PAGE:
***Long post warning! I just keep writing and writing this one. I guess I have a lot to say.***
Prior to coming to Abu Dhabi, I was concerned about how we would practice our Judaism. What that has meant to us since having children is establishing family traditions and interacting with the larger Jewish community. I didn’t think there would be a larger Jewish community here in Abu Dhabi, as I wasn’t able to find any information about one on the internet – there isn’t even a Chabad in the UAE – and there are Chabads everywhere, including the mountain peaks of India! I even doubted our ability to maintain the rituals in our home, because I read that we shouldn’t bring any Jewish paraphernalia, such as menorahs, seder plates, kiddush cups, challah covers, or anything with Hebrew on it. We didn’t even pack the kids’ PJ Library books. I figured we could craft all those things once we got here, but we haven’t really gotten around to anything YET.
And then Rosh Hashanah rolled around. Time has really been flying by since we arrived. I cannot believe it is October already! Once major reason why time doesn’t seem to pass here is that there is very little change in the seasons. There are no trees changing color, no chill in the air (though the morning and evening temps have dropped into a slightly more comfortable range), nobody wearing sweaters or rain boots, no pumpkin spice lattes at Starbucks. But the calendar said it was Rosh Hashanah, so autumn it must be!
There is no synagogue to go to, so I decided just to throw a little dinner party to mark the occasion. I love cooking for Rosh Hashanah, because, if you’re not familiar with the holiday, everything is supposed to be sweet to symbolize hopes for a sweet new year. I invited two other families, both partially Jewish, though mainly non-practicing, and both with other young children. Only after planning the party did I start to see flyers on campus advertising a Shorashim (the school’s Jewish student union) Rosh Hashanah gathering. Oh well.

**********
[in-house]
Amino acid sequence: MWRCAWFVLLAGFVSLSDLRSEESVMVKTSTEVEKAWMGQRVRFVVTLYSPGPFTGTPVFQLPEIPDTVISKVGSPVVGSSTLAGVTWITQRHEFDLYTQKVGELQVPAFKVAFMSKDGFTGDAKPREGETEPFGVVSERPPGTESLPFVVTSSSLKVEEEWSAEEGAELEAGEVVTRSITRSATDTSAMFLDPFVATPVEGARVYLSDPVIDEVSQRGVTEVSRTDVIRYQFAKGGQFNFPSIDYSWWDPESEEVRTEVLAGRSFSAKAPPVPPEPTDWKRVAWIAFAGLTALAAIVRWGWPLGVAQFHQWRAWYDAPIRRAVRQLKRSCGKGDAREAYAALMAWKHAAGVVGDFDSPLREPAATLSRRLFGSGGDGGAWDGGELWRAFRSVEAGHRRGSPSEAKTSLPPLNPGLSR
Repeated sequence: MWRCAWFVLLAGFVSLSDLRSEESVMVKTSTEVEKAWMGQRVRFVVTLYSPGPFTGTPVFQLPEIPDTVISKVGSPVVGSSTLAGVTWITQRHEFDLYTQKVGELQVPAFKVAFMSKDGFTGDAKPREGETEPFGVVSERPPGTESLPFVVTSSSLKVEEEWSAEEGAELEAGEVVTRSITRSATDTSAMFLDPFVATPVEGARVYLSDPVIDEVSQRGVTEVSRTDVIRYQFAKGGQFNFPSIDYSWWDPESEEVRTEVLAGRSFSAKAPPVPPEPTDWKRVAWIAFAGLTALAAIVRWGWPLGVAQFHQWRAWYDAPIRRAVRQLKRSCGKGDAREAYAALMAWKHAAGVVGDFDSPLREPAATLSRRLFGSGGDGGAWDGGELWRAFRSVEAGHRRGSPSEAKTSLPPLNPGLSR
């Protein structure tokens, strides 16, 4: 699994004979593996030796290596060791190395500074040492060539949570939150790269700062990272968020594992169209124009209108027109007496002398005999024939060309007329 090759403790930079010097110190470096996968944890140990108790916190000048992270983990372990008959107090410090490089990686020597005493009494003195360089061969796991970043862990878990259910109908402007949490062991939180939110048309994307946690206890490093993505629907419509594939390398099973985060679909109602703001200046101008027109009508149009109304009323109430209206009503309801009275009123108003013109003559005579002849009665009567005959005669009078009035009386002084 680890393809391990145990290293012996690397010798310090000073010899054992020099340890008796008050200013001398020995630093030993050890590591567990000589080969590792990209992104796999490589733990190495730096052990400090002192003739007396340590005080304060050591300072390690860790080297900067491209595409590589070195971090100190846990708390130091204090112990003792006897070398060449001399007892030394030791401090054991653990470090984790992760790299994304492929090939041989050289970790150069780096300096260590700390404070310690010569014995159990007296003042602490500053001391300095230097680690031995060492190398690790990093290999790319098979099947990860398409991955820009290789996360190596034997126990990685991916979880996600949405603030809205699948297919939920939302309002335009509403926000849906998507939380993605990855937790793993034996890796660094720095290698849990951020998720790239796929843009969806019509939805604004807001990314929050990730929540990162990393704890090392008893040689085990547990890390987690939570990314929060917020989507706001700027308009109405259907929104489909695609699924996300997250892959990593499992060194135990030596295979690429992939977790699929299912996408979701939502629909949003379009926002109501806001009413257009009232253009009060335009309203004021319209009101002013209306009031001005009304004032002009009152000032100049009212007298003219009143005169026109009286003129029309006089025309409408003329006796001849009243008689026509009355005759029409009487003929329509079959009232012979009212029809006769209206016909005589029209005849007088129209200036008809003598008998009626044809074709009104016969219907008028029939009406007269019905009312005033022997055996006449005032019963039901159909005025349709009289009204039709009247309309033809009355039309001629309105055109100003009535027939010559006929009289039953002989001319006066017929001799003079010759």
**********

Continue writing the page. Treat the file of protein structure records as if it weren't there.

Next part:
I decided to make salmon, couscous with lots of yummy mix-ins like pomegranate arils, pistachios, dried apricots, mint, and chick peas, and, of course, the very special round raisin challah that you are only allowed to have to Rosh Hashanah! I have only ever purchased challah, so this was going to be my first time baking any sort of bread. Kate offered to bring green beans and a sweet potato kugel and Betty was going to bring dessert.
I had a little bit of trouble finding all the ingredients I needed (including couscous – who knew that would be hard to find in the Middle East?!), but eventually I did. On Tuesday night after the kids went to bed (Rosh Hashanah started the following evening), I set to work baking my challah:
I decided to follow this recipe and these braiding instructions. I encountered a few hiccups along the way. The yeast didn’t foam up the way the recipe indicated it would. As such, I don’t think any of the risings worked as well as they should have. It was also the first time that we had used the oven in the temporary apartment, so we weren’t familiar with its quirks. The recipe said we could freeze the challah, which I did so that I could bake it fresh the next day, but I don’t think the freeze was the best idea. It was moot, however, because May was sick and so was Kate’s daughter. We decided to postpone the whole thing until Friday. I baked the challah anyway, so we did have it on Rosh Hashanah proper, but it also served as a test-run so that I could improve the recipe for my guests.
Not having the dinner party that Wednesday freed me up to go to an Art History lecture that I was interested in. That’s one of the perks of living on a college campus and it’s a deeply satisfying one. After that lecture ended, I decided to check out the Shorashim event. I was worried that it would be all undergrads and that I would stick out like an OLD thumb (I am fifteen years older than the freshmen!). But Jeff encouraged me to go and, even though I was nervous going alone (Jeff stayed home with the kids and did their bedtime, because the holiday started after the sun went down, of course), I went and I’m really glad I did.